I started muttering under my breath and gave myself a bit of a pep talk.
“Do NOT give up,” I said. “You’ve got this. You’ve taken down eight years of anorexia – 6k is NOTHING compared to that. Think of those 3D Bugles crisps back at the apartment - the kind you only seem to be able to get abroad. Do it for them. Do it for the Bugles.”
My brief stop rejuvenated some of my energy, and I was able to make my way steadily to the finish line. It was a battle – the longest 6k of my life – but I made it home safely.
At 20k, I was hosed down by a load of Portuguese firemen, and I thought the heat had finally got the better of me. Surely I was hallucinating? If I’d been presented with a bowl of salt and pepper tofu and a bag of jelly beans, I’d have believed that I’d died and gone to heaven.
I don’t know what they gave me during the last 2k, but it ended up being thrown over my head. Think it might have been orangeade. It could have even been energy gel. I was past caring.
At every aid station, I was torn between chucking the full bottle of water over my head, or downing as much fluid as possible. Mostly, I tried to do both.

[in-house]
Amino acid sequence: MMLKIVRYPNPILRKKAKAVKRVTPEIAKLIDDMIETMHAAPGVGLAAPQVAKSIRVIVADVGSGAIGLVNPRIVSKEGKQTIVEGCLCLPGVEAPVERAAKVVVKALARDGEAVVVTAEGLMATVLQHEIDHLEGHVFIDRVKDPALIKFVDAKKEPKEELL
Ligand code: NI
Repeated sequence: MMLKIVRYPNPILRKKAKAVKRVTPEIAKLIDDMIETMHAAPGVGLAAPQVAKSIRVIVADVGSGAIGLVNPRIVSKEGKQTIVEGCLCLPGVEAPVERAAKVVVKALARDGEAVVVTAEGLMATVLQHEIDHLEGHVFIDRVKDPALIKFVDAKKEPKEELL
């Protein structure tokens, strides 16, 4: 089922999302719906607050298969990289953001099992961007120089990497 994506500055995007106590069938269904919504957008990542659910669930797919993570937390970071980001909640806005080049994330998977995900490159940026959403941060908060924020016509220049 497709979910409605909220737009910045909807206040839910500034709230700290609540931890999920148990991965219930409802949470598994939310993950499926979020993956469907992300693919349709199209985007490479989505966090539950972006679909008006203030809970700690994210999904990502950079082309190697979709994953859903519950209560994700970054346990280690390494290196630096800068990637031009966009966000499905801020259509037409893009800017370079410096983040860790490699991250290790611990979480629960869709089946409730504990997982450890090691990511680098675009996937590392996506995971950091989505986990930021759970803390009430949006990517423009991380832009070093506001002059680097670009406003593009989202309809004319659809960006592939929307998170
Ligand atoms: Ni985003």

God I hope nobody captured my dribbling, beetroot face on camera. I have paid for my video footage which I haven’t received yet, and I’m a bit nervous about what I’m going to find, ha! 😳
The last kilometre peeled away. We rounded the corner and the Mosteiros dos Jeronimos came into view.
The yells of the crowd sparked my feet like a million tiny bolts of electricity.
I flew down the straight and leapt over the finish line, flinging my arms in the air.
I don’t usually do big poses at the finish, but the sheer elation I felt to have got round made a puppet out of me. The joy that engulfed me picked up my arms and widened my smile. I was free-falling through exhausted, deliriously happy adrenaline.